Abstract: This study examines the determinants of men's exit from female-dominated occupations. Using census data and the National Longitudinal Survey of Youth data set, the author analyzes the job history of men employed in the United States between 1979 and 2006. Supporting the theoretical model, evidence indicates a group of stopgappersmen entering female-dominated occupations and leaving soon after their entry, thereby contributing to the perpetuation of segregation in female settings. By identifying the stopgapper occupational trajectory, this article contributes to the development of a comprehensive theory accounting for the way structural inequality is reproduced.
    Date: 2022–02–11
  13. By: Daniel Levy (Bar-Ilan University); Hashem Dezhbakhsh
    Abstract: The U.S. prewar output series exhibit smaller shock-persistence than postwar-series. Some studies suggest this may be due to linear interpolation used to generate missing prewar data. Monte Carlo simulations that support this view generate large standard-errors, making such inference imprecise. We assess analytically the effect of linear interpolation on a nonstationary process. We find that interpolation indeed reduces shock-persistence, but the interpolated series can still exhibit greater shock-persistence than a pure random walk. Moreover, linear interpolation makes the series periodically nonstationary, with parameters of the data generating process and the length of the interpolation time-segments affecting shock-persistence in conflicting ways.
    Keywords: Linear Interpolation, Random Walk, Shock-Persistence, Nonstationary series, Periodic nonstationarity, Stationary series, Prewar US Time Series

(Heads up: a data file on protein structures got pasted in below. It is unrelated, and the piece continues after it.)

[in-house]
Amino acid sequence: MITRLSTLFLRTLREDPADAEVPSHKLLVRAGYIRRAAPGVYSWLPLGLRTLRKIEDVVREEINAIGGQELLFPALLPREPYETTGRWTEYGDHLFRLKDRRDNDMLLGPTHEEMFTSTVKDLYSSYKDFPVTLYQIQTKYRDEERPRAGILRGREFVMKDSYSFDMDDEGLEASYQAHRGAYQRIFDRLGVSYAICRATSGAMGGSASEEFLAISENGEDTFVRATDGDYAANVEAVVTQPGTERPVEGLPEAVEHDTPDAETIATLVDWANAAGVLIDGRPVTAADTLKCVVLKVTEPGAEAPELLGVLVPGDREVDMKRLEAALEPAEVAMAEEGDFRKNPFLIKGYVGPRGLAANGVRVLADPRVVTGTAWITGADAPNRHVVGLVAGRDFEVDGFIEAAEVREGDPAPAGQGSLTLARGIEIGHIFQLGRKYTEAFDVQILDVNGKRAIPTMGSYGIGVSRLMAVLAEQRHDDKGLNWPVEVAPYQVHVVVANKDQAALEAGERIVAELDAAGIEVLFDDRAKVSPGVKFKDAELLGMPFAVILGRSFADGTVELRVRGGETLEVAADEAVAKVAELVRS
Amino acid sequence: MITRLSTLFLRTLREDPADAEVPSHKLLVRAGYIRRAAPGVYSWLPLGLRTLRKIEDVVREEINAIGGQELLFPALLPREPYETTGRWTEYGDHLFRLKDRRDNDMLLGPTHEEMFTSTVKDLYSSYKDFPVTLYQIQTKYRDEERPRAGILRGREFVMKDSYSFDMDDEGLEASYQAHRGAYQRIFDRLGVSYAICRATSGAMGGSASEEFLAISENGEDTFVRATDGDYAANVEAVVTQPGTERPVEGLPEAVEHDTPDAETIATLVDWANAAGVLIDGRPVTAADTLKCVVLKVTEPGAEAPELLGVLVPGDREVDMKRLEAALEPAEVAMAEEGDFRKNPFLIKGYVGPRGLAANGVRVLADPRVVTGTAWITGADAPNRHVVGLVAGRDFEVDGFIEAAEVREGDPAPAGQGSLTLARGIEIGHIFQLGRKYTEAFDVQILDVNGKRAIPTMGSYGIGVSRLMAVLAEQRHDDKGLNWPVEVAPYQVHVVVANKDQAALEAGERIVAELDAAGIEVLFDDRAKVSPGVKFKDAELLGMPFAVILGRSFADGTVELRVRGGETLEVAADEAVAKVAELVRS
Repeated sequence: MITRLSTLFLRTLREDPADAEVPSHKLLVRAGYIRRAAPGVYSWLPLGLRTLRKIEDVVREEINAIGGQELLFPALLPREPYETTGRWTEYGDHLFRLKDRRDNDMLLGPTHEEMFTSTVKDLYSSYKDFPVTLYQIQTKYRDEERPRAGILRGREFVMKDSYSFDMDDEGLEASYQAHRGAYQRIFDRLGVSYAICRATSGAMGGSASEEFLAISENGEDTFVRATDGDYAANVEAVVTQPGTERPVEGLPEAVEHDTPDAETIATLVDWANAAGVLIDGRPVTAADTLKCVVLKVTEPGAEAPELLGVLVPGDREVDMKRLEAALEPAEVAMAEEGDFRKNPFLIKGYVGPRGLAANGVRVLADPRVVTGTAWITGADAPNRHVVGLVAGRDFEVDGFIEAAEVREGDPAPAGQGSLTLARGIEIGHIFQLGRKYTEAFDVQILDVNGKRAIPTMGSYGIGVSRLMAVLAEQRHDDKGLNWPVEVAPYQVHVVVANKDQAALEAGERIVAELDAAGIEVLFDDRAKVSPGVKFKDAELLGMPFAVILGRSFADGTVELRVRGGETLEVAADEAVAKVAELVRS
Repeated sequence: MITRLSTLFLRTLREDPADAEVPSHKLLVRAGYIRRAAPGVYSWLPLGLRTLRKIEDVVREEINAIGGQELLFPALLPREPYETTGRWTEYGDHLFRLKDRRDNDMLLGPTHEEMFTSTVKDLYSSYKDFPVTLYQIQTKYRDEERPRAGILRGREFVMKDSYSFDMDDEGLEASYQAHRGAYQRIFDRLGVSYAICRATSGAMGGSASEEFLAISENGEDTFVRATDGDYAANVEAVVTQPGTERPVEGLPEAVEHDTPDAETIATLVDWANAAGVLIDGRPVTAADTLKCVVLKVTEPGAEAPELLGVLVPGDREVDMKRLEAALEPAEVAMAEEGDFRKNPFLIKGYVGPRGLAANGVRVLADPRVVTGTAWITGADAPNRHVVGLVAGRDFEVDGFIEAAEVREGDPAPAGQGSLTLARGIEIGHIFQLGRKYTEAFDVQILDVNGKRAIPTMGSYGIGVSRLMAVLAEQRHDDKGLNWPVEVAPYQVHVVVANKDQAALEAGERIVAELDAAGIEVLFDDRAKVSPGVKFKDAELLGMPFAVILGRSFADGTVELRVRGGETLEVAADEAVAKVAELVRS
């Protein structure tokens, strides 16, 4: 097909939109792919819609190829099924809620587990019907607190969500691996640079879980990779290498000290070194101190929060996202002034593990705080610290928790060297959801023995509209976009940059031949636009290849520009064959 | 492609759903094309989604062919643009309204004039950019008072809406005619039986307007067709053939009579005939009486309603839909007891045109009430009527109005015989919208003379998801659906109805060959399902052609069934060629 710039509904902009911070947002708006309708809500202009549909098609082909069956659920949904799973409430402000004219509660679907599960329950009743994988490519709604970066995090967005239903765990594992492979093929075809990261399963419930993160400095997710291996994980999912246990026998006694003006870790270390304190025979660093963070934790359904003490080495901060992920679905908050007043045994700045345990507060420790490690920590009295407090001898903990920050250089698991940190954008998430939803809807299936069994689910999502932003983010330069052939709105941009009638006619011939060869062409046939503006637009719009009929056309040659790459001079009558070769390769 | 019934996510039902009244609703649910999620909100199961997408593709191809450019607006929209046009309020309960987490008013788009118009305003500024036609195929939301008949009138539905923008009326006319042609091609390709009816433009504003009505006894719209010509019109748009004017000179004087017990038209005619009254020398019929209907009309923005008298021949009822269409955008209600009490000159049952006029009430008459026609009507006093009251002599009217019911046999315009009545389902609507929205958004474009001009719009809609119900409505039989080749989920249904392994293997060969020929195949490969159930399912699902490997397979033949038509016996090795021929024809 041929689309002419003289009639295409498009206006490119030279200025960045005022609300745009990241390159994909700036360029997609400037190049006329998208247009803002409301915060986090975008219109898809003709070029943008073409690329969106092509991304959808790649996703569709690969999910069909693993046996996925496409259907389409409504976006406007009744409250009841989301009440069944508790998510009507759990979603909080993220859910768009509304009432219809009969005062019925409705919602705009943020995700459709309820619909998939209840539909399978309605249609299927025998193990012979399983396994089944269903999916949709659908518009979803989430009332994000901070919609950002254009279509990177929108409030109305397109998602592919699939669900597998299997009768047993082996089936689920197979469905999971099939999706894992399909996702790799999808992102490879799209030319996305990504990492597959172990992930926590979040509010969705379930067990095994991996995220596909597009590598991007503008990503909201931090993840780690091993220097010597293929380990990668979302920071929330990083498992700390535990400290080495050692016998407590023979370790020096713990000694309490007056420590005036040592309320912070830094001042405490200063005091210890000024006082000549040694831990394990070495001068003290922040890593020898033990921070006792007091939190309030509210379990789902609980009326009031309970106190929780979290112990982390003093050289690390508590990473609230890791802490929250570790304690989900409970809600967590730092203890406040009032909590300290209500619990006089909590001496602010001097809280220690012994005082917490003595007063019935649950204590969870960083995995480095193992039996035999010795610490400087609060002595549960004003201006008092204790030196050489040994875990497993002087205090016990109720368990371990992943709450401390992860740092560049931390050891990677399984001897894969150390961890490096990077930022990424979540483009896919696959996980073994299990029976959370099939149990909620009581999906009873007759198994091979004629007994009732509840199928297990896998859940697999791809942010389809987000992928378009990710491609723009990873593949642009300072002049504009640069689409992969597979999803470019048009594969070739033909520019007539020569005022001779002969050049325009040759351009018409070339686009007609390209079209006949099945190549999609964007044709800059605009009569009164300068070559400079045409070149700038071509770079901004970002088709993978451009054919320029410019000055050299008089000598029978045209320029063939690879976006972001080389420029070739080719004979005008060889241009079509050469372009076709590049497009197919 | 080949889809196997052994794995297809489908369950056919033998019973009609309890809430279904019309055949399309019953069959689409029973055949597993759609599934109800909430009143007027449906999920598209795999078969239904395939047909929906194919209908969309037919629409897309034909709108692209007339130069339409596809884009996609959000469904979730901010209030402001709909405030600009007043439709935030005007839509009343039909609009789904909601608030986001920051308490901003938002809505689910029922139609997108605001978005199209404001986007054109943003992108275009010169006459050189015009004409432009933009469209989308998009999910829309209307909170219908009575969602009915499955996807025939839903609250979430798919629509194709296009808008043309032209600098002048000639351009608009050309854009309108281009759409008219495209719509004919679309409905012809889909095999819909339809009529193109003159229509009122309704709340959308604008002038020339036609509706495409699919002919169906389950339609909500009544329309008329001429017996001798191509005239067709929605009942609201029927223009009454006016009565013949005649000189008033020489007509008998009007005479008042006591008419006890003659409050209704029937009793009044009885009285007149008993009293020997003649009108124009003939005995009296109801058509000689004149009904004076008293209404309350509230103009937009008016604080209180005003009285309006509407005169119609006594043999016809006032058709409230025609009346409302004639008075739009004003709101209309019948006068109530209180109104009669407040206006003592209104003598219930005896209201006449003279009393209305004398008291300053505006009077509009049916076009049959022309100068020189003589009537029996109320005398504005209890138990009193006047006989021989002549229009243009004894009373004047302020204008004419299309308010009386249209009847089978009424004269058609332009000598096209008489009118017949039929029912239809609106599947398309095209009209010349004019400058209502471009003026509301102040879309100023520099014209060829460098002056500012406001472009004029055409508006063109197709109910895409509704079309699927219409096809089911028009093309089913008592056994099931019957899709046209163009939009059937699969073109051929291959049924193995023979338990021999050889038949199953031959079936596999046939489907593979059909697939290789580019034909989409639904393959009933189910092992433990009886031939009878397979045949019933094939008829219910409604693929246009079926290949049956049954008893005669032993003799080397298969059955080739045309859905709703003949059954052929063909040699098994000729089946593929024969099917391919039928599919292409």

JEL: C01 C02 E01 E30 N10
    Date: 2022–03
  14. By: Franck, Raphael; Galor, Oded; Moav, Omer; Özak, Ömer (Southern Methodist University)
    Abstract: This research explores the persistent effect of the Neolithic Revolution on the evolution of life expectancy in the course of human history. It advances the hypothesis and establishes empirically that the onset of the Neolithic Revolution and the associated rise in infectious diseases triggered a process of adaptation reducing mortality from infectious diseases while increasing the propensity for autoimmune and inflammatory diseases. Exploiting an exogenous source of variation in the timing of the Neolithic Revolution across French regions, the analysis establishes the presence of these conflicting forces - the beneficial effects on life expectancy before the second epidemiological transition and their adverse effects thereafter.
    Date: 2022–03–01
  15. By: Antoinette Baujard (Univ Lyon, UJM Saint-Etienne, GATE UMR 5824, F-42023 Saint-Etienne, France)
    Abstract: This paper reviews Amartya's Sen autobiography, Home in the World. A Memoir (Penguin Press, published 08/07/2021, 480 pages.ISBN: 9781846144868), focused on his thirty first years of life. I show that the book emphasizes how Sen values discussions and reason, the voice of each human being in their plurality, and their capacity to act in and on the world. I also support that, in this memoir, Sen succeeds in circumventing the standard misunderstandings of his major contributions, by taking seriously the different potential interpretations of the thinkers who influenced his line of thinking, and defending the one he considers valid. I illustrate this claim with five cases which, by highlighting his multiple identities, avoid associating Sen to a misguided tag.
    Keywords: Amartya Sen, Welfare, Discussion, Reason, Identities, Memoir
    JEL: B31 D63 D71 I31 I32
    Date: 2022
  16. By: Qingyang Lin (IHEID, Graduate Institute of International and Development Studies, Geneva)
    Abstract: Switzerland implemented an immigration quota system to manage the inflow of immigration between 1970 and 2002. This paper adopts a difference-in-difference strategy taking advantage of subnational variations in the implementation of the quota system to evaluate this migration policy. An instrument variable of antiimmigration attitudes is used to address the potential endogeneity issue. The author finds that the immigration quota system slowed down the growth of foreign population in Switzerland, but had no impact on unemployment. Moreover, such immigration restriction lowered the average skill level of the Swiss population which in turn hurt the productivity of the Swiss economy.